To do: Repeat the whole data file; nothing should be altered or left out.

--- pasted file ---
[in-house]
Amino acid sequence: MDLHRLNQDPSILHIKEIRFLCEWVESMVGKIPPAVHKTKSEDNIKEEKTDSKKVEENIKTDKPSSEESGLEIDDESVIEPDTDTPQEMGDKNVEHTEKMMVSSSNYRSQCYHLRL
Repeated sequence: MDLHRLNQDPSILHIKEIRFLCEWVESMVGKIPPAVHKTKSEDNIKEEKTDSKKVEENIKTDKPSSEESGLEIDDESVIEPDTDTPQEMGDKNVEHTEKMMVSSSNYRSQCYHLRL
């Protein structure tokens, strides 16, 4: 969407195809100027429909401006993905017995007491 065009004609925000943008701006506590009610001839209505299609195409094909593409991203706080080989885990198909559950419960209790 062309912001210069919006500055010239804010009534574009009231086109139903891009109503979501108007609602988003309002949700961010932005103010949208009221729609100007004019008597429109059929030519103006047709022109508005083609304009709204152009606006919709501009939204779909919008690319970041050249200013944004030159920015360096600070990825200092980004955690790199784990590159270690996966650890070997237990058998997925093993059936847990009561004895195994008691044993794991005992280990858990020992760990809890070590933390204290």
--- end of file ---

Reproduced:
[in-house]
Amino acid sequence: MDLHRLNQDPSILHIKEIRFLCEWVESMVGKIPPAVHKTKSEDNIKEEKTDSKKVEENIKTDKPSSEESGLEIDDESVIEPDTDTPQEMGDKNVEHTEKMMVSSSNYRSQCYHLRL
Repeated sequence: MDLHRLNQDPSILHIKEIRFLCEWVESMVGKIPPAVHKTKSEDNIKEEKTDSKKVEENIKTDKPSSEESGLEIDDESVIEPDTDTPQEMGDKNVEHTEKMMVSSSNYRSQCYHLRL
């Protein structure tokens, strides 16, 4: 969407195809100027429909401006993905017995007491 065009004609925000943008701006506590009610001839209505299609195409094909593409991203706080080989885990198909559950419960209790 062309912001210069919006500055010239804010009534574009009231086109139903891009109503979501108007609602988003309002949700961010932005103010949208009221729609100007004019008597429109059929030519103006047709022109508005083609304009709204152009606006919709501009939204779909919008690319970041050249200013944004030159920015360096600070990825200092980004955690790199784990590159270690996966650890070997237990058998997925093993059936847990009561004895195994008691044993794991005992280990858990020992760990809890070590933390204290």